Stuart and I have always loved road tripping. We’ve done a few epic trips – most memorably an 5-week drive across the USA, an 8-week trip across Northern Europe, and a few different 2-3 week trips in Mid-and South Europe… There is nothing better than a holiday with a car and no plans. We split the driving equally with Stuart doing the driving during the day, and me driving back to the hotel from the restaurant. Even without reservations, we have always found a place to sleep eventually.
With no opportunity for a proper road trip at the moment, hopping into a car and driving to a secluded new restaurant somewhere in the vicinity is definitely a good way ro rewind on a Sunday.
I think any relationship needs mini-vacations. Stuart and I try to take a regular day somewhere new – preferably out of the city. In fact, we decided this year to do 24 ‘new’ things to keep exploring Joburg and surroundings. (Although, I admit we have already lost count…)
Anyway – today’s excursion was to Hartbeespoort dam, more specifically to a ‘live-movie set’ called Pretville. It was the film set for an Afrikaans film of the same name – a musical set in the 50s. They have preserved the film set for an attraction and a setting for events.
As I have never really been that into Afrikaans music or movies, most of the plot escaped me. But it did make some great photos of 50s cars.
It does say something about Stuart’s patience that he is still keen on going to these outing with me, knowing a lot of the time will be spent on finding the right camera angles…
Today’s photo is not the best of the day. (My last day in Rome…). In fact, it was (and still is) a bad photo in many ways – overexposed, badly framed and lots of ‘noise’ in the picture (The cars really bother me). I am still not sure why I kept editing it over and over again, and trying to make it work. Something in it just spoke to me.
It’s still not the greatest of photos. But the story it tells is a story so very typical to Rome.
History of the Vatican is not a religios or harmonious one. It’s all about power. The level of dirty politics during e.g. Borgias exceeds almost any other stage in human history (I leave the word ‘almost’ to prevent Stuart proving me wrong in the next minute).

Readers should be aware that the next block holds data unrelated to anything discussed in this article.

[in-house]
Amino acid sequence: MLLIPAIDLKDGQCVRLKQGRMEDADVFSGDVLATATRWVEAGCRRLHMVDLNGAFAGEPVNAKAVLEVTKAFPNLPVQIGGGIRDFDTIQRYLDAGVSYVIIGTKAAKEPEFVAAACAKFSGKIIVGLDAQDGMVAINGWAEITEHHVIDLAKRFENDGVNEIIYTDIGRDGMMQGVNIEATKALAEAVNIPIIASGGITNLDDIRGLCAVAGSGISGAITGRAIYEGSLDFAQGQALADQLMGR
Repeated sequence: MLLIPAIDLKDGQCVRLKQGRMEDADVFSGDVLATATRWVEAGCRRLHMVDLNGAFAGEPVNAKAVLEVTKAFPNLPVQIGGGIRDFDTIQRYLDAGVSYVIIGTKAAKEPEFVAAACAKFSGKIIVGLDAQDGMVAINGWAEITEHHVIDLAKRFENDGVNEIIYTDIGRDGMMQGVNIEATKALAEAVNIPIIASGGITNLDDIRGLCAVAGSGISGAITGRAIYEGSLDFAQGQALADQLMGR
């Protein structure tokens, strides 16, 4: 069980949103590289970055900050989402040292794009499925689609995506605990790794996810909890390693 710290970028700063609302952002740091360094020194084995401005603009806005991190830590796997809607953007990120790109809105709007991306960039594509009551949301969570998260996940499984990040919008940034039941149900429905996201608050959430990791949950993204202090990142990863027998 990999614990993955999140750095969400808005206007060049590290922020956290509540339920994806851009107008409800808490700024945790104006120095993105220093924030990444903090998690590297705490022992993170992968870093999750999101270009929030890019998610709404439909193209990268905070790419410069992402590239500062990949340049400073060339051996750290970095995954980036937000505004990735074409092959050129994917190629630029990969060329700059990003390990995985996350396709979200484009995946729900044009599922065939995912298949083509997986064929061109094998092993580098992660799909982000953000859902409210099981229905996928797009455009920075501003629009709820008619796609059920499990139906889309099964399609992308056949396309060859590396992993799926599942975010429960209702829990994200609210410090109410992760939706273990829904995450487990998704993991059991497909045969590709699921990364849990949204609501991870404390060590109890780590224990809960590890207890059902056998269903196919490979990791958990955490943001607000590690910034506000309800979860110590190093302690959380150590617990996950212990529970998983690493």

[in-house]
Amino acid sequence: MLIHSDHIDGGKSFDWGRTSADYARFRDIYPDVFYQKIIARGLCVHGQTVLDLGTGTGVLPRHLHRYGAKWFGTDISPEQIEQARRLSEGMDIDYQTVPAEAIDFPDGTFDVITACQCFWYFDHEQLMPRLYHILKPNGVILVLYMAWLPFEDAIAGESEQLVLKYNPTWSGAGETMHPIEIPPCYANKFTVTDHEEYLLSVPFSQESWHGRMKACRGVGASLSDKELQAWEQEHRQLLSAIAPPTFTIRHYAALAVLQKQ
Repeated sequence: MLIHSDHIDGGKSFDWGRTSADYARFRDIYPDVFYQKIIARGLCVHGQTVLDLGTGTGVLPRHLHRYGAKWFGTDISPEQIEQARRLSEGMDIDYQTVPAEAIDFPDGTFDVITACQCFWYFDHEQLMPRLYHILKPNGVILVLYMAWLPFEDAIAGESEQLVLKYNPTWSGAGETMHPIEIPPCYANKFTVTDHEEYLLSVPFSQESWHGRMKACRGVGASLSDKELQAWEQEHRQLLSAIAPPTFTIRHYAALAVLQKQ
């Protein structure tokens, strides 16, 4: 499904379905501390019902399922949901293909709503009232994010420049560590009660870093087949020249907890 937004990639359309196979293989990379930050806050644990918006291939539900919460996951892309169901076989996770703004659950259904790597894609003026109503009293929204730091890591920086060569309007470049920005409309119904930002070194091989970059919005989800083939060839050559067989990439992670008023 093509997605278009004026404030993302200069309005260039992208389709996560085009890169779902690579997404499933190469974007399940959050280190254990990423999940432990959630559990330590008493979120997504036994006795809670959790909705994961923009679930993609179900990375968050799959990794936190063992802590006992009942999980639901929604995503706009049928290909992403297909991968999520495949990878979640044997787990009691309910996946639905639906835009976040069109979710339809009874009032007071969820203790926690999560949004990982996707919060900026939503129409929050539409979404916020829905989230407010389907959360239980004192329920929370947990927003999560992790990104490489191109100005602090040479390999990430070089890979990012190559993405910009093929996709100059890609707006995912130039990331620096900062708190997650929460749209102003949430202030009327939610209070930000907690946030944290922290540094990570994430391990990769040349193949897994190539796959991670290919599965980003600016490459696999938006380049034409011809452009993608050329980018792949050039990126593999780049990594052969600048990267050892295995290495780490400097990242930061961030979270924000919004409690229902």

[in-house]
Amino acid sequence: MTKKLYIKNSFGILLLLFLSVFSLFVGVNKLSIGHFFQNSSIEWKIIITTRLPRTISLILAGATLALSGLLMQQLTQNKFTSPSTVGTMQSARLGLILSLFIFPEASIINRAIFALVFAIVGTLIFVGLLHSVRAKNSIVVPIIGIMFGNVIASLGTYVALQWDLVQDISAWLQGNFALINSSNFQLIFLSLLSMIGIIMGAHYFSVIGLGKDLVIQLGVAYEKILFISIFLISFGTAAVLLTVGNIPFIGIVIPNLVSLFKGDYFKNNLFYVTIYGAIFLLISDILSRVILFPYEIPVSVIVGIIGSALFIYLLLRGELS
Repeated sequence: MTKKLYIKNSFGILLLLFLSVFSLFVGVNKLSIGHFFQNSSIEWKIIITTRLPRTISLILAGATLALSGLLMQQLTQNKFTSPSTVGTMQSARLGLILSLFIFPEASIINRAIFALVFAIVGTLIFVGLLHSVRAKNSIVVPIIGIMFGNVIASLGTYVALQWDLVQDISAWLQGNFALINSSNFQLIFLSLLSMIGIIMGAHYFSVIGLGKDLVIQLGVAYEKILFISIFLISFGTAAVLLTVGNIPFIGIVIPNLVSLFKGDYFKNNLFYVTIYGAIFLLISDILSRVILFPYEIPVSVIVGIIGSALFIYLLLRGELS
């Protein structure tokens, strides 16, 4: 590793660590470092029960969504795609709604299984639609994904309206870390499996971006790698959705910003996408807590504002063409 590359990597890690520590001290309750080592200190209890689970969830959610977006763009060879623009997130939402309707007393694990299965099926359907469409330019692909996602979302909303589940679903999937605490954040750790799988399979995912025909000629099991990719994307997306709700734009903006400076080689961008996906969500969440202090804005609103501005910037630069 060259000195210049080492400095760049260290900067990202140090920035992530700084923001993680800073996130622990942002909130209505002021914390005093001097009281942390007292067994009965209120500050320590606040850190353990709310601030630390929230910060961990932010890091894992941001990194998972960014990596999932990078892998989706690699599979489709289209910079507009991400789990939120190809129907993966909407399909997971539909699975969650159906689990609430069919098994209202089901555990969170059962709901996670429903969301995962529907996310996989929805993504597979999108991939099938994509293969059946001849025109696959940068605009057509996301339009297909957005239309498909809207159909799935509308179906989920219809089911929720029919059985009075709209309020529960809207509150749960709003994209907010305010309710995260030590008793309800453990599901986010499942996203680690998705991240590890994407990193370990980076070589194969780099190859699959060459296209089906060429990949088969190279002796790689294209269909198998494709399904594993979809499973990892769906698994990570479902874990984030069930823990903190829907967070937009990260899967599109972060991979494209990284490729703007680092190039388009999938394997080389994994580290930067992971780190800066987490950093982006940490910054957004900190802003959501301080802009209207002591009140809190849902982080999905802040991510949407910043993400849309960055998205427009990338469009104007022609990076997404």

With that as a backdrop, and tourist milling around, the sense of calm is surprising.
I love the concept of a siesta – when I’m on holiday. How anyone can work with a siesta breaking the day in two, is completely beyond me. But on holiday, the break at midday is the ultimate luxury. As an additional benefit, there is no better time for photography than very, very early in the morning.
Roman Forum in sunrise.
I apologise for a delay in posting. Ever since the plane touched down back in Johannesburg, I’ve been run off my feet.
“The perfect day is a balance of culture and pleasure”, repeated our travel guide for the 4th time as we boarded the bus in Pompeii and headed towards the Amalfi coast.
In one aspect my trip to Rome has been a bit of a disappointment: I wanted to practise my people photography skills and maybe do some street photography. However, my patience ran out quickly. It is practically impossible to take a picture involving people, without everyone being glued into their phones, either taking photos or messaging – and this includes the nuns(!) Only today, as I strolled quite far from the tourist area into a local park, was my fate in humanity restored.
I like to think of myself as someone who does not like shopping. And I don’t. At least not the kind that requires me to systematically go through store after store. But who can resist the allure of an unexpected find – The I-don’t-want-to-resist item in a little store in a back-alley you are unlikely to ever return.
I’m an accidental shopper.
It’s easy to find good food in Rome – as long as you avoid the biggest tourist centers. It’s much harder to find good food that is not Pasta Carbonara, Pizza Margarita or Veal Saltimbocca.
Local tasting menu celebrated ingredients from close by – an experience worth every kilo gained.
Fried artichoke is a specialty of the Jewish Ghetto.